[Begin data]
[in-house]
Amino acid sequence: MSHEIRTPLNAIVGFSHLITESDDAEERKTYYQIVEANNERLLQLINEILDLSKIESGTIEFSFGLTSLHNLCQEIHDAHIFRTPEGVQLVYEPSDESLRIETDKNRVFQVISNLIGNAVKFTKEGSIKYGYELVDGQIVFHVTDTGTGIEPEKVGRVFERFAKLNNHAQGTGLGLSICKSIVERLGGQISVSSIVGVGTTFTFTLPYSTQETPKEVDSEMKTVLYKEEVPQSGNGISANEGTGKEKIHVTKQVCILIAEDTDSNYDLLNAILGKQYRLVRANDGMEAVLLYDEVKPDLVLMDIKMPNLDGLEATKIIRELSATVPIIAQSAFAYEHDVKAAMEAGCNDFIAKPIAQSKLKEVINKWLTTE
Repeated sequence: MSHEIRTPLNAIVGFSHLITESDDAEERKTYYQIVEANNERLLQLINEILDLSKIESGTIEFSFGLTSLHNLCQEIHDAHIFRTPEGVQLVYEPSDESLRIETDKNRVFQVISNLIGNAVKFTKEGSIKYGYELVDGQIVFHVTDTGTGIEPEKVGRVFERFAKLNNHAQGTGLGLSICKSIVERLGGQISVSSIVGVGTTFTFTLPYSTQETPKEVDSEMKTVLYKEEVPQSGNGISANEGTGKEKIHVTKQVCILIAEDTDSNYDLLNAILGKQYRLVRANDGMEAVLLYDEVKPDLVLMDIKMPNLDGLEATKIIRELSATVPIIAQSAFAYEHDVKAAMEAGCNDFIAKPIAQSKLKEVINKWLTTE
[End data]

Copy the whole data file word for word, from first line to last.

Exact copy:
[in-house]
Amino acid sequence: MSHEIRTPLNAIVGFSHLITESDDAEERKTYYQIVEANNERLLQLINEILDLSKIESGTIEFSFGLTSLHNLCQEIHDAHIFRTPEGVQLVYEPSDESLRIETDKNRVFQVISNLIGNAVKFTKEGSIKYGYELVDGQIVFHVTDTGTGIEPEKVGRVFERFAKLNNHAQGTGLGLSICKSIVERLGGQISVSSIVGVGTTFTFTLPYSTQETPKEVDSEMKTVLYKEEVPQSGNGISANEGTGKEKIHVTKQVCILIAEDTDSNYDLLNAILGKQYRLVRANDGMEAVLLYDEVKPDLVLMDIKMPNLDGLEATKIIRELSATVPIIAQSAFAYEHDVKAAMEAGCNDFIAKPIAQSKLKEVINKWLTTE
Repeated sequence: MSHEIRTPLNAIVGFSHLITESDDAEERKTYYQIVEANNERLLQLINEILDLSKIESGTIEFSFGLTSLHNLCQEIHDAHIFRTPEGVQLVYEPSDESLRIETDKNRVFQVISNLIGNAVKFTKEGSIKYGYELVDGQIVFHVTDTGTGIEPEKVGRVFERFAKLNNHAQGTGLGLSICKSIVERLGGQISVSSIVGVGTTFTFTLPYSTQETPKEVDSEMKTVLYKEEVPQSGNGISANEGTGKEKIHVTKQVCILIAEDTDSNYDLLNAILGKQYRLVRANDGMEAVLLYDEVKPDLVLMDIKMPNLDGLEATKIIRELSATVPIIAQSAFAYEHDVKAAMEAGCNDFIAKPIAQSKLKEVINKWLTTE